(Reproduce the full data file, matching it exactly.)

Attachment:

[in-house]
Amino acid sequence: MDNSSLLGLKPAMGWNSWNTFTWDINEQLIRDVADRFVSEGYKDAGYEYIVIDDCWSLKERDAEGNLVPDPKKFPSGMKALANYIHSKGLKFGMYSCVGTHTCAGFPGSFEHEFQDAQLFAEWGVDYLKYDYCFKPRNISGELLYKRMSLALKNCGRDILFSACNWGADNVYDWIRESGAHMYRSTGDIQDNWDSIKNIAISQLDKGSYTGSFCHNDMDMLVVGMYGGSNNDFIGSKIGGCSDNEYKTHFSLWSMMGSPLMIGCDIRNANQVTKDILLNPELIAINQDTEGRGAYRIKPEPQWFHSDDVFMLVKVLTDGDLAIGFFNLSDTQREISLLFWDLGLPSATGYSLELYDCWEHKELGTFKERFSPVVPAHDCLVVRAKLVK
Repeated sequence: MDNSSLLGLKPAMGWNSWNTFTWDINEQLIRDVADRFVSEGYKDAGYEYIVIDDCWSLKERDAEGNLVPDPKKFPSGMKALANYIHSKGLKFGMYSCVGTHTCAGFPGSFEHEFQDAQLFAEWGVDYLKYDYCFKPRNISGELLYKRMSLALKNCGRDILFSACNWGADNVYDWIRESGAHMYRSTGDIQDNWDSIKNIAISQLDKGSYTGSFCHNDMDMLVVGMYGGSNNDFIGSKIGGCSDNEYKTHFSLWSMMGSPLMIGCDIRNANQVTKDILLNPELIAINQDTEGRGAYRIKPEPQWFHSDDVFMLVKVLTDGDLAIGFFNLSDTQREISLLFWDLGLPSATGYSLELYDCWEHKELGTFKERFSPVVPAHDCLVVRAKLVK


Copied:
[in-house]
Amino acid sequence: MDNSSLLGLKPAMGWNSWNTFTWDINEQLIRDVADRFVSEGYKDAGYEYIVIDDCWSLKERDAEGNLVPDPKKFPSGMKALANYIHSKGLKFGMYSCVGTHTCAGFPGSFEHEFQDAQLFAEWGVDYLKYDYCFKPRNISGELLYKRMSLALKNCGRDILFSACNWGADNVYDWIRESGAHMYRSTGDIQDNWDSIKNIAISQLDKGSYTGSFCHNDMDMLVVGMYGGSNNDFIGSKIGGCSDNEYKTHFSLWSMMGSPLMIGCDIRNANQVTKDILLNPELIAINQDTEGRGAYRIKPEPQWFHSDDVFMLVKVLTDGDLAIGFFNLSDTQREISLLFWDLGLPSATGYSLELYDCWEHKELGTFKERFSPVVPAHDCLVVRAKLVK
Repeated sequence: MDNSSLLGLKPAMGWNSWNTFTWDINEQLIRDVADRFVSEGYKDAGYEYIVIDDCWSLKERDAEGNLVPDPKKFPSGMKALANYIHSKGLKFGMYSCVGTHTCAGFPGSFEHEFQDAQLFAEWGVDYLKYDYCFKPRNISGELLYKRMSLALKNCGRDILFSACNWGADNVYDWIRESGAHMYRSTGDIQDNWDSIKNIAISQLDKGSYTGSFCHNDMDMLVVGMYGGSNNDFIGSKIGGCSDNEYKTHFSLWSMMGSPLMIGCDIRNANQVTKDILLNPELIAINQDTEGRGAYRIKPEPQWFHSDDVFMLVKVLTDGDLAIGFFNLSDTQREISLLFWDLGLPSATGYSLELYDCWEHKELGTFKERFSPVVPAHDCLVVRAKLVK